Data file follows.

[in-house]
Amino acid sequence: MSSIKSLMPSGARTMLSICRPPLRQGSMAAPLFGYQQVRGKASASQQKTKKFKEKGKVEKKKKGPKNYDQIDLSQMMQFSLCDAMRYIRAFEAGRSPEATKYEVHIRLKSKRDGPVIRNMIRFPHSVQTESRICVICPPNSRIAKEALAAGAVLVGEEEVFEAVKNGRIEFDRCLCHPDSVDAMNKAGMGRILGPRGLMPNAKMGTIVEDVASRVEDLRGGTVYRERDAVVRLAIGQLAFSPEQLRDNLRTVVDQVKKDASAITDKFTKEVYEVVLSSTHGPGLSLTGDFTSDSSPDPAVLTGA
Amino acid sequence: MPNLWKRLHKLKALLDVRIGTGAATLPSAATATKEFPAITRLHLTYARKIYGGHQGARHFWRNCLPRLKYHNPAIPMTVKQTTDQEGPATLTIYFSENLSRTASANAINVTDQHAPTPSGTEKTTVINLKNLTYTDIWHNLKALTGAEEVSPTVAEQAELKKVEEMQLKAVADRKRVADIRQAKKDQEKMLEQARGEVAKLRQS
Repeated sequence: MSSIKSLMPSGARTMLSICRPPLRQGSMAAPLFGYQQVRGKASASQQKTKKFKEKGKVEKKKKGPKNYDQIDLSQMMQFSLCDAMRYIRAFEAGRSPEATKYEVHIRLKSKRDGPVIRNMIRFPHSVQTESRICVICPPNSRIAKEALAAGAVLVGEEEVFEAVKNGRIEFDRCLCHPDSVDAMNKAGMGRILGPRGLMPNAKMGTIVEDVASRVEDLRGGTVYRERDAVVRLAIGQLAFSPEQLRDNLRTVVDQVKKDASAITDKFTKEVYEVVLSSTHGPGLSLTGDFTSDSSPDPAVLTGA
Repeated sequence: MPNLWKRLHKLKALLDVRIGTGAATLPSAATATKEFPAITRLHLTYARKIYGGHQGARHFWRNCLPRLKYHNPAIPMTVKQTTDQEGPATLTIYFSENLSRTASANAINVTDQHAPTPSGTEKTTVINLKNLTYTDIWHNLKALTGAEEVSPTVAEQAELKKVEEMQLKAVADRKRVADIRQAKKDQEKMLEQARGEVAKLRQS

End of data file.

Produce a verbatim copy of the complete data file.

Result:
[in-house]
Amino acid sequence: MSSIKSLMPSGARTMLSICRPPLRQGSMAAPLFGYQQVRGKASASQQKTKKFKEKGKVEKKKKGPKNYDQIDLSQMMQFSLCDAMRYIRAFEAGRSPEATKYEVHIRLKSKRDGPVIRNMIRFPHSVQTESRICVICPPNSRIAKEALAAGAVLVGEEEVFEAVKNGRIEFDRCLCHPDSVDAMNKAGMGRILGPRGLMPNAKMGTIVEDVASRVEDLRGGTVYRERDAVVRLAIGQLAFSPEQLRDNLRTVVDQVKKDASAITDKFTKEVYEVVLSSTHGPGLSLTGDFTSDSSPDPAVLTGA
Amino acid sequence: MPNLWKRLHKLKALLDVRIGTGAATLPSAATATKEFPAITRLHLTYARKIYGGHQGARHFWRNCLPRLKYHNPAIPMTVKQTTDQEGPATLTIYFSENLSRTASANAINVTDQHAPTPSGTEKTTVINLKNLTYTDIWHNLKALTGAEEVSPTVAEQAELKKVEEMQLKAVADRKRVADIRQAKKDQEKMLEQARGEVAKLRQS
Repeated sequence: MSSIKSLMPSGARTMLSICRPPLRQGSMAAPLFGYQQVRGKASASQQKTKKFKEKGKVEKKKKGPKNYDQIDLSQMMQFSLCDAMRYIRAFEAGRSPEATKYEVHIRLKSKRDGPVIRNMIRFPHSVQTESRICVICPPNSRIAKEALAAGAVLVGEEEVFEAVKNGRIEFDRCLCHPDSVDAMNKAGMGRILGPRGLMPNAKMGTIVEDVASRVEDLRGGTVYRERDAVVRLAIGQLAFSPEQLRDNLRTVVDQVKKDASAITDKFTKEVYEVVLSSTHGPGLSLTGDFTSDSSPDPAVLTGA
Repeated sequence: MPNLWKRLHKLKALLDVRIGTGAATLPSAATATKEFPAITRLHLTYARKIYGGHQGARHFWRNCLPRLKYHNPAIPMTVKQTTDQEGPATLTIYFSENLSRTASANAINVTDQHAPTPSGTEKTTVINLKNLTYTDIWHNLKALTGAEEVSPTVAEQAELKKVEEMQLKAVADRKRVADIRQAKKDQEKMLEQARGEVAKLRQS